CLSA, BOCI Among Banks Chosen for China National Pipeline Giant
(Bloomberg) -- China has chosen at least three banks to work on the formation of the planned national oil and gas pipeline company, according to people with knowledge of the matter.
BOC International Holdings Ltd., China International Capital Corp. and CLSA Ltd. have been picked as the advisers, said the people, who asked not to be identified because the information is private. Their tasks include extracting pipeline assets from the parent companies of the state’s three listed oil and gas firms -- PetroChina Co., China Petroleum & Chemical Corp., known as Sinopec, and Cnooc Ltd. -- and setting up a new entity to hold the assets, the people said.
The national pipeline company would be provisionally named China Pipelines Corp., people familiar with the matter have said. Under the plan, state-controlled and private funds will inject capital sufficient to lower the combined stake held by the three oil majors to about 50%. The company may then file for an initial public offering, while details of the share sale could still change, the people said at that time.
China’s State-owned Assets Supervision & Administration Commission is expected to be the biggest shareholder in the new company, while the three oil giants will also have stakes, one of the people said.
The creation of the company is part of President Xi Jinping’s drive to streamline industrial capacity, especially among state-owned enterprises. The country has been considering centralizing pipeline operations since at least 2014, aiming to spur wider natural gas distribution and upstream exploration.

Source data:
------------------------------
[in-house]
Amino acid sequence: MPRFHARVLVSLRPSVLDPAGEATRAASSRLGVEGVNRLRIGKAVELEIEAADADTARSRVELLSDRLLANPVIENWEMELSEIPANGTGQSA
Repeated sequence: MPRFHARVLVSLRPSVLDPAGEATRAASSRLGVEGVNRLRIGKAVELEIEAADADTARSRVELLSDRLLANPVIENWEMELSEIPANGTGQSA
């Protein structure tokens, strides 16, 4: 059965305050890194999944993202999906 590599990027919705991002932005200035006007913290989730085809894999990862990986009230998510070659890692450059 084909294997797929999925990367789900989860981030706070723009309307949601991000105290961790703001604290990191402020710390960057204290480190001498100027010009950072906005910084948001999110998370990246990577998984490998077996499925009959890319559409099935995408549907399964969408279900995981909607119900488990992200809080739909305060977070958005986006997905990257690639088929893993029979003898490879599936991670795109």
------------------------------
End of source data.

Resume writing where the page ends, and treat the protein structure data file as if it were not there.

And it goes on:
PetroChina owns 76% of the roughly 65,000 kilometers (40,000 miles) of midstream natural gas pipelines, while 10% is held by Sinopec and 6% by China National Offshore Oil, analysts at Credit Suisse Group AG said in a June report. The remaining are owned by provincial governments or independent operators, they said.
Representatives for CLSA, the parent companies of Sinopec and PetroChina declined to comment, while Sasac and the parent of Cnooc didn’t immediately respond to requests for comment. Representatives for BOCI and CICC also didn’t immediately respond to requests for comment.
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